Sunday, May 16, 2010

Letting Jesus Wash Your Feet

When you walk a dusty road you get dust on your feet. The solution? Wash your feet. When you live in a fallen world, you can’t help but come into contact with the dust of the world. The solution? Enter into the Presence of the Lord and be washed.

Entering into the Presence of God can take time: Time to allow the Holy Spirit to penetrate the hard shell that forms over our hearts as the result of living in this fallen world; time to allow the Spirit of God to adjust our thinking and transform us by the renewing of our minds (Romans 12).

That’s the reason the worship service needs to be open-ended. That is, when we come before the Lord in worship, the Holy Spirit must be allowed to take us where He wants us to go without being limited by our time constraints. That’s why, at least in the tradition I came up in, we sing a song until we are done, or until the Holy Spirit is done. We repeat the chorus; we focus on a particular phrase and sing it over and over again as the Spirit of God leads us; we stop for awhile and respond from our hearts and then sing it again; WE PRESS IN UNTIL WE PRESS THROUGH! We allow Jesus, through the Holy Spirit, to wash our feet. This is the value of taking our time in worship.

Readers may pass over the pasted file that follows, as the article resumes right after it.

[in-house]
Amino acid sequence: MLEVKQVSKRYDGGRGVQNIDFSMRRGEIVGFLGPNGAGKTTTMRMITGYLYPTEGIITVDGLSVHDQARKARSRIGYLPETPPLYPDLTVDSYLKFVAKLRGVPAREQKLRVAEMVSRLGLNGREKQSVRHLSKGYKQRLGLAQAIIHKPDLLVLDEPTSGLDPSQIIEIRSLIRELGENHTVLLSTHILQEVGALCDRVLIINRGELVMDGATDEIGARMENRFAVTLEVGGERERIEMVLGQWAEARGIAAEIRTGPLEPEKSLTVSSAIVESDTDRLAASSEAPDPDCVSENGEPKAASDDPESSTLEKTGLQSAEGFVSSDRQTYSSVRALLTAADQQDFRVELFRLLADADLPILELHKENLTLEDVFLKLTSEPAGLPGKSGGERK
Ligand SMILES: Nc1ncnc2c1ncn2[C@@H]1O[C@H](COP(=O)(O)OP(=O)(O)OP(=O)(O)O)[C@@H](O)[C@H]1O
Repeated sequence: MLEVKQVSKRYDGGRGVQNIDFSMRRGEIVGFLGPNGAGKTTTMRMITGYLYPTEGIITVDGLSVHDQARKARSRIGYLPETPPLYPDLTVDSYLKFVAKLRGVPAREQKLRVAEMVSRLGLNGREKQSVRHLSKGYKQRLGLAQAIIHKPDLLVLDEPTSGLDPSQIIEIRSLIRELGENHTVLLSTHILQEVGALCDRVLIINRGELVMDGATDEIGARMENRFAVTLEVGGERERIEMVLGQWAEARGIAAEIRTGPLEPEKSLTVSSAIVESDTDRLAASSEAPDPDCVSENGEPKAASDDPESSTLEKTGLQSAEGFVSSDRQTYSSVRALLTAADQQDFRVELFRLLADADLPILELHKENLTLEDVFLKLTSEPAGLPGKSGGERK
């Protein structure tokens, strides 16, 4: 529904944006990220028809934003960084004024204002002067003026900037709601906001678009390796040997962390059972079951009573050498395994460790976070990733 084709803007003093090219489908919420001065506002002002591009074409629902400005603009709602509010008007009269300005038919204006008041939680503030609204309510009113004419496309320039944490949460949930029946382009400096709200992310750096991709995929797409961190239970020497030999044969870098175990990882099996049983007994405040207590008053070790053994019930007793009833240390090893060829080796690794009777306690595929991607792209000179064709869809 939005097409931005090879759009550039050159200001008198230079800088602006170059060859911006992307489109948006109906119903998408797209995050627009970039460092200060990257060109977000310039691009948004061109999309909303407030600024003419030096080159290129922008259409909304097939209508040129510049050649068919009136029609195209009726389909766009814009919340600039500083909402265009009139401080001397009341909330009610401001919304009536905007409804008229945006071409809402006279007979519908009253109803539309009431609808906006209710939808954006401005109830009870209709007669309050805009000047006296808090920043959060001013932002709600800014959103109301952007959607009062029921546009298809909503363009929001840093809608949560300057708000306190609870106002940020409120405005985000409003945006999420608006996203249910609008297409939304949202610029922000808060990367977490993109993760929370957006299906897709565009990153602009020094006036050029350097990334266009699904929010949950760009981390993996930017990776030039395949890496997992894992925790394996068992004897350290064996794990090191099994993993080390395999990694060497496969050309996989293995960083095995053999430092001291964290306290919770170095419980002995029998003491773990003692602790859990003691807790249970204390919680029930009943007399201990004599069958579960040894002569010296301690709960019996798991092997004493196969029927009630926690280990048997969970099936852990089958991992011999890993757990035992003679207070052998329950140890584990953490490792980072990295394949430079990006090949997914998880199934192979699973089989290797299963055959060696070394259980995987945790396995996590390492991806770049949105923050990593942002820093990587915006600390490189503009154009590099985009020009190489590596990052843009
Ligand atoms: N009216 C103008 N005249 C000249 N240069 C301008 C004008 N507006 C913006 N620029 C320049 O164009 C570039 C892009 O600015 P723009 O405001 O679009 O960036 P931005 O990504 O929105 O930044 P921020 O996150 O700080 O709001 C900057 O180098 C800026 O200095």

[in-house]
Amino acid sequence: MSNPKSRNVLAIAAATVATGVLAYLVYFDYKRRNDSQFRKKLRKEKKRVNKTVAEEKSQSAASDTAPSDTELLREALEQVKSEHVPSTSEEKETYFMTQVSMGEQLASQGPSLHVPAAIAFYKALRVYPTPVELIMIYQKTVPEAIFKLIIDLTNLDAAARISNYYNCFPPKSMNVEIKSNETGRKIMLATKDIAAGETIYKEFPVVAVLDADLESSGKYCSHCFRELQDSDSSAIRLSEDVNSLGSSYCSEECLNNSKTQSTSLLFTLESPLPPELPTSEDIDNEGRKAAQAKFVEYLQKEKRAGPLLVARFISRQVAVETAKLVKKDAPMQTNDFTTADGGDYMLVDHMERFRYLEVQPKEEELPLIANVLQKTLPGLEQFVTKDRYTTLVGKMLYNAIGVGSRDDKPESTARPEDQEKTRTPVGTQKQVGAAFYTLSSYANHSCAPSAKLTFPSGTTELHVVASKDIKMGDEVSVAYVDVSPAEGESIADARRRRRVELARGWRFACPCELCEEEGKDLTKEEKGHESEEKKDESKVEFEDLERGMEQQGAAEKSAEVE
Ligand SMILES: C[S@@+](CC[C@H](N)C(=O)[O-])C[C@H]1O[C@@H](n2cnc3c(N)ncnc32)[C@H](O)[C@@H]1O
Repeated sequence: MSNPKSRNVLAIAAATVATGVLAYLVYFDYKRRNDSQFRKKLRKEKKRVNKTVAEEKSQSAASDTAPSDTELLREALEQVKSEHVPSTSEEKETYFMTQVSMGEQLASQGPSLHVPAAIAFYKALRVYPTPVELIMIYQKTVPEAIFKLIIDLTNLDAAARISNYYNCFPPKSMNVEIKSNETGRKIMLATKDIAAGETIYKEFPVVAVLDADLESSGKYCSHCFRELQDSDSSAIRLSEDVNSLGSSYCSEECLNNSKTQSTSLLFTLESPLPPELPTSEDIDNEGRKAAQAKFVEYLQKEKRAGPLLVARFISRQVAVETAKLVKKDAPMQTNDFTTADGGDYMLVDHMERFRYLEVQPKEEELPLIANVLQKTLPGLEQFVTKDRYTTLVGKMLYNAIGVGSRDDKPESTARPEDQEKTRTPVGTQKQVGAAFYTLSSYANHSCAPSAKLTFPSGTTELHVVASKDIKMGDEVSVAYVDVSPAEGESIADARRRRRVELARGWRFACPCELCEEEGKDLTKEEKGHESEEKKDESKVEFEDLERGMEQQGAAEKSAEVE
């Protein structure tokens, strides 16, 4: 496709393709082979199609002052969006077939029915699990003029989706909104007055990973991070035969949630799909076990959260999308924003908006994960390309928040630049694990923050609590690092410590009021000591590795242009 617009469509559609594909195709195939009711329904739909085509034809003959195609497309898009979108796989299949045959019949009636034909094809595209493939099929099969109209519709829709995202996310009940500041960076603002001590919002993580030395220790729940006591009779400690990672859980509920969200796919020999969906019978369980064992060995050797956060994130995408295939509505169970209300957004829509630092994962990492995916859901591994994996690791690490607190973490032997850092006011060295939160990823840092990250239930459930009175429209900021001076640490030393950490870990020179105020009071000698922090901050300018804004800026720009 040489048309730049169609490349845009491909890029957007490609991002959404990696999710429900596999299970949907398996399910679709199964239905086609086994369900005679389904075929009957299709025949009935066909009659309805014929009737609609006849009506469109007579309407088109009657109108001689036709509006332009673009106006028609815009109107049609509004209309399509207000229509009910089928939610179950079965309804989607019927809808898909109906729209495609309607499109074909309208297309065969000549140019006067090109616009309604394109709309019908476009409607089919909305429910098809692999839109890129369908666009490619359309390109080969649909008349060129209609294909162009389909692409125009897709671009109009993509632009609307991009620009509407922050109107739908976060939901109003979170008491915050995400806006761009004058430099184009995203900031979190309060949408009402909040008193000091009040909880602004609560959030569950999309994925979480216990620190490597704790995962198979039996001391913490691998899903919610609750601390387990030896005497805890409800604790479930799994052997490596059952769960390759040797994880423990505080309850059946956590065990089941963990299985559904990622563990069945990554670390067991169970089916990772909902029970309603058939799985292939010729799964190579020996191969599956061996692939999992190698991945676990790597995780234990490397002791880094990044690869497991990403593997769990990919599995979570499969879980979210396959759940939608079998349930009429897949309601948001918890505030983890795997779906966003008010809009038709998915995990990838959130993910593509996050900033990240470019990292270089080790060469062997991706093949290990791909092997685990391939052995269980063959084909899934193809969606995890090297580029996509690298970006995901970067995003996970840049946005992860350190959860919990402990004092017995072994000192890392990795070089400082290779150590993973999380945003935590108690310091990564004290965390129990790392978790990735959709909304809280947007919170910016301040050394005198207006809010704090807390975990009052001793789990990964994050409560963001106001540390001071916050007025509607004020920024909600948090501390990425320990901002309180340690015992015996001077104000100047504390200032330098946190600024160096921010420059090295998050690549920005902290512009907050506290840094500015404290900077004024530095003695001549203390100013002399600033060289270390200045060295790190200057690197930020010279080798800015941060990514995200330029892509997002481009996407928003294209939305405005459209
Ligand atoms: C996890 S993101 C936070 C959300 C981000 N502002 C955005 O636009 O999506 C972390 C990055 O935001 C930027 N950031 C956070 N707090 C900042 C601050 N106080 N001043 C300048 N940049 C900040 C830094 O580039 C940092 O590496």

1. So many times, I have been part of a worship time where the songs are sung in precise ways. Even to the point where we had to sing and play the song exactly the way the author performed it on a CD. But when the worship team plays and sings it out of their own heart, it becomes their own song to the Lord. And when the words and truth of the song registers in the hearts and minds of the congregation, then we can be caught up in that truth and the worship becomes our own to the Lord. Not some mechanical recreation of something that was done in a previous service or in a recording studio.

  2. I agree. And the worship team, presumably, has taken time to prepare for the holy task of leading others into the Presence of God. But the person in the pew frequently encounters the issue of wanting to experience God in the worship but has much to work through in order to surrender the flesh to God. If the worship leader is not sensitive to that process and struggle, he or she may move on to "the next thing" in the order of service. The sensation felt in the pew when that happens is the frustration of not having had time to "press through." A sensitive worship leader will understand this process and allow the Holy Spirit the full measure of freedom to work and to move!

  3. Pastor Scott I agree;I find myself connecting with the songs of worship but often times I need more time to let the words penetrate. Sometimes the opposite is true for me too. I may not like the music of the hymn but if I concentrate on the words it takes more time to surrender to its meaning.
    Honestly, it takes time for me to stop asking God for things and just worship Him.

  4. I totally understand. I think we are all that way. Some people don't realize it because they have never pressed through! The old timers use to call it praying through: You prayed and worshipped until something happened!